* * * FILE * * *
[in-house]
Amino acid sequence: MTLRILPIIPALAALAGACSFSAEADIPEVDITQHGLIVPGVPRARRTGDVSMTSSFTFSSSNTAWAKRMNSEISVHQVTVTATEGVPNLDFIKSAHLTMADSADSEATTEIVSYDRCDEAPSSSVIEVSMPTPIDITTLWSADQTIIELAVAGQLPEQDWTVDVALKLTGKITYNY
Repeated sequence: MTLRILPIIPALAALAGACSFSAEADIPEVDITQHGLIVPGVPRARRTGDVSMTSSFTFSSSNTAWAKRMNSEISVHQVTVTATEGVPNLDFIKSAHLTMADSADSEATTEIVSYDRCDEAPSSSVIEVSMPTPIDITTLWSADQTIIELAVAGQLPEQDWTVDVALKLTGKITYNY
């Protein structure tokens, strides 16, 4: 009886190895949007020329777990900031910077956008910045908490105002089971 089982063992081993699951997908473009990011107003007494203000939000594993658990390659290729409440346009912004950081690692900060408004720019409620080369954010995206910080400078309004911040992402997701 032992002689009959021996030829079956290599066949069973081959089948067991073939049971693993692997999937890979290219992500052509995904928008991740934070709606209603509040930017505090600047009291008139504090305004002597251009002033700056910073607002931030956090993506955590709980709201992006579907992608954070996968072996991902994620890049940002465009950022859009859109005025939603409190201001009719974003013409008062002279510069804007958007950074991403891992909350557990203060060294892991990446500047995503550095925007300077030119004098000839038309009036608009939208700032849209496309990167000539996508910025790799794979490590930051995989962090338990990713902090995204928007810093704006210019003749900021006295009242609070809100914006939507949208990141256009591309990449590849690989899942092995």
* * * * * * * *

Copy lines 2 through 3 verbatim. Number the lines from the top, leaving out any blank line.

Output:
Amino acid sequence: MTLRILPIIPALAALAGACSFSAEADIPEVDITQHGLIVPGVPRARRTGDVSMTSSFTFSSSNTAWAKRMNSEISVHQVTVTATEGVPNLDFIKSAHLTMADSADSEATTEIVSYDRCDEAPSSSVIEVSMPTPIDITTLWSADQTIIELAVAGQLPEQDWTVDVALKLTGKITYNY
Repeated sequence: MTLRILPIIPALAALAGACSFSAEADIPEVDITQHGLIVPGVPRARRTGDVSMTSSFTFSSSNTAWAKRMNSEISVHQVTVTATEGVPNLDFIKSAHLTMADSADSEATTEIVSYDRCDEAPSSSVIEVSMPTPIDITTLWSADQTIIELAVAGQLPEQDWTVDVALKLTGKITYNY